In our study 29.6% patients were hyponatremic. Borroni et al11 reported same result 29.8%, while higher level of hyponatremia which may be due to different demographic and large study population are reported by Angeli10 et al and Kim et al9 that is 49.4% and 47.9%. While near to our finding 35% of hyponatremia in cirrhotic patients was also reported in Bangladesh by Mamun et al14 which is also closed to our study results.

Hypokalemia was observed in 14.8% cases in our study. Ahmed et al18 reported similar results 14% and Alam et al19 also reported 18% which is near to our study result. Diet, GIT loss and diuretic treatment can change potassium levels. Cirrhotic patients without edema or ascites may have total low body potassium level in presence of normal serum potassium. Potassium supplementation should be given orally or intravenously.

Our study showed that linear curve estimation analysis of Child Pugh score with sodium, potassium, calcium, phosphate and magnesium showed a statistically significant relationship (p<0.05) with Pearson correlation coefficient (r) 0.391, 0.125, 0.460, 0.370 and 0.087 respectively. Linear curve estimation analysis of MELD score with sodium, potassium, calcium, phosphate and magnesium showed a statistically significant relationship (p<0.05) with Pearson correlation coefficient (r) 0.430, 0.284, 0.129, 0.296, and 0.012 respectively. Chi Square test indicated a statistically significant association between sodium, potassium, calcium, phosphate and magnesium with Child Pugh class (p<0.05). Hence hyponatremia and hypokalemia needs to be corrected immediately and electrolytes should be kept in check. This can improve prognosis. Our study also reported same results which were demonstrated by Borroni et al11, Ahmed et al18 and Alam et al (19) about frequency of hyponatremia and development of various complications due to cirrhosis and its associated electrolytes derangements. We also recommend control other confounding factors for various electrolytes. Hepatic dysfunction leads to potassium depletion to the extent that potassium supplements are necessary. At any stage of liver disease, electrolyte imbalance can occur but cirrhosis is main culprit. Our data suggested moderate to strong relationship between various electrolytes abnormalities with MELD Score, Child-Pugh Score and Child-Pugh Class in Hepatitis C induced liver Cirrhosis. So, we recommend that Hepatitis C patients should be treated as early as possible and meanwhile their electrolyte should be kept in check to avoid any associated complication like arrhythmias, hypotension, peripheral edema and CVS complications.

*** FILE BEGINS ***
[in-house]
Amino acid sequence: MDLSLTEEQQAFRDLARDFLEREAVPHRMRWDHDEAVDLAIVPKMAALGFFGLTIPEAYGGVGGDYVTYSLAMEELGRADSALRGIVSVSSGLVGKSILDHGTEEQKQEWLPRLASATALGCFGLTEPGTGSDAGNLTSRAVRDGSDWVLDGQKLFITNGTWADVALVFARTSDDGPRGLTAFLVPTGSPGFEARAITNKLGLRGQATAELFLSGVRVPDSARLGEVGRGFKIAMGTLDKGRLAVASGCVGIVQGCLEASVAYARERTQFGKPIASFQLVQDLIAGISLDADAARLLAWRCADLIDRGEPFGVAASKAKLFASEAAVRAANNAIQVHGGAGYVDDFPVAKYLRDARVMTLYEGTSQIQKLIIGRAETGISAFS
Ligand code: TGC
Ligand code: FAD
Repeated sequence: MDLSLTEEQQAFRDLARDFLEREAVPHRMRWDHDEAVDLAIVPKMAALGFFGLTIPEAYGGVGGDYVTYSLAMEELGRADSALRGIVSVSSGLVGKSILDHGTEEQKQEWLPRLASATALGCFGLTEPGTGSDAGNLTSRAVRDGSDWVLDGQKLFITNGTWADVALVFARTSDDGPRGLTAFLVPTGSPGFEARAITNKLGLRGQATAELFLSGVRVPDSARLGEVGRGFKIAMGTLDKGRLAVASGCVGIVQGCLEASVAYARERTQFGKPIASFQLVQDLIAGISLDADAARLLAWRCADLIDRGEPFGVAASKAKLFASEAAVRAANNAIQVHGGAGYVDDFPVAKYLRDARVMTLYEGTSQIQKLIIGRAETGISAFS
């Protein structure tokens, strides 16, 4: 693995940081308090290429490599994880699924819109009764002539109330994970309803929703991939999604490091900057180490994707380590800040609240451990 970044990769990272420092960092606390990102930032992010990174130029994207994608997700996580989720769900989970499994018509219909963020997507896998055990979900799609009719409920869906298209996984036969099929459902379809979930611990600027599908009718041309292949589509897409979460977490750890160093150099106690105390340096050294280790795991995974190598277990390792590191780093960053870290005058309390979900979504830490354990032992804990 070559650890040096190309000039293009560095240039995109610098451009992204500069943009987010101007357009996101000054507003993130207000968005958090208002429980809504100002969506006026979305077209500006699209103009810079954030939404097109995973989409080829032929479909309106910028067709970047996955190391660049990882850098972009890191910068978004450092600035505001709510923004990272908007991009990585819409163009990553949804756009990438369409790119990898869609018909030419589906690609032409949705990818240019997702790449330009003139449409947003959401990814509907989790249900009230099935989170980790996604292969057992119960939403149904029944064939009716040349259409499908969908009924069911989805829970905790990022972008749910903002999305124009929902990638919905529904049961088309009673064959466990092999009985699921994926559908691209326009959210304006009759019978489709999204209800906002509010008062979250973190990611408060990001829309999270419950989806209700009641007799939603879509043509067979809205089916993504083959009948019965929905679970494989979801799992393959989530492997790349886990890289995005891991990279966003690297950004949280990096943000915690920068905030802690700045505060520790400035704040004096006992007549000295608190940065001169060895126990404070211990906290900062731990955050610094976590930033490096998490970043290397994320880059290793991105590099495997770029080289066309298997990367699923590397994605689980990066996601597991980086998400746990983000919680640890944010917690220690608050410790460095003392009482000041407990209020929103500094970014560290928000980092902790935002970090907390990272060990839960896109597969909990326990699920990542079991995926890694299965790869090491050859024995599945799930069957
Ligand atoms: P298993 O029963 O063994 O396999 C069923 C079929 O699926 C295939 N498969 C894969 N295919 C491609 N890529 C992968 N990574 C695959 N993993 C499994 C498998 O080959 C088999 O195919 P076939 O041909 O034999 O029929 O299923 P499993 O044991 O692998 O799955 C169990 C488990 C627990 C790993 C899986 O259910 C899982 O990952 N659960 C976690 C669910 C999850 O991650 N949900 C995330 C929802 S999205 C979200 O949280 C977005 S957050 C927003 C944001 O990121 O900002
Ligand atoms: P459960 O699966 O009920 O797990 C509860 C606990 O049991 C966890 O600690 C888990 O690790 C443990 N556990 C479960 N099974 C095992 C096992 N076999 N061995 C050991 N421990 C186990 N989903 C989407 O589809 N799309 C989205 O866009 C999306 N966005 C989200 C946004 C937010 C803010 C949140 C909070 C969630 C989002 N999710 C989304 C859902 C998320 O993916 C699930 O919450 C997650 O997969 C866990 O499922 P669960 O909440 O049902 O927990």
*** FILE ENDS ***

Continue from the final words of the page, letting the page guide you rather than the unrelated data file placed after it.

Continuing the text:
CONCLUSION

Our data suggest moderate to strong relationship between various electrolytes abnormalities with MELD Score, Child-Pugh Score and Child-Pugh Class in Hepatitis C induced liver Cirrhosis.

Author’s Contribution:

Concept & Design of Study:

Muhammad Saleem Akhter

Drafting:

Muhammad Arif Mahmood, Hooria Bhatti

Data Analysis:

Muhammad Waqar Saleem, Ahsanullah M Mirbahar and Junaid Riaz

Revisiting Critically:

Muhammad Saleem Akhter, Muhammad Waqar Saleem, Ahsanullah M Mirbahar and Junaid Riaz

Final Approval of version:

Muhammad Saleem Akhter

Conflict of Interest: The study has no conflict of interest to declare by any author.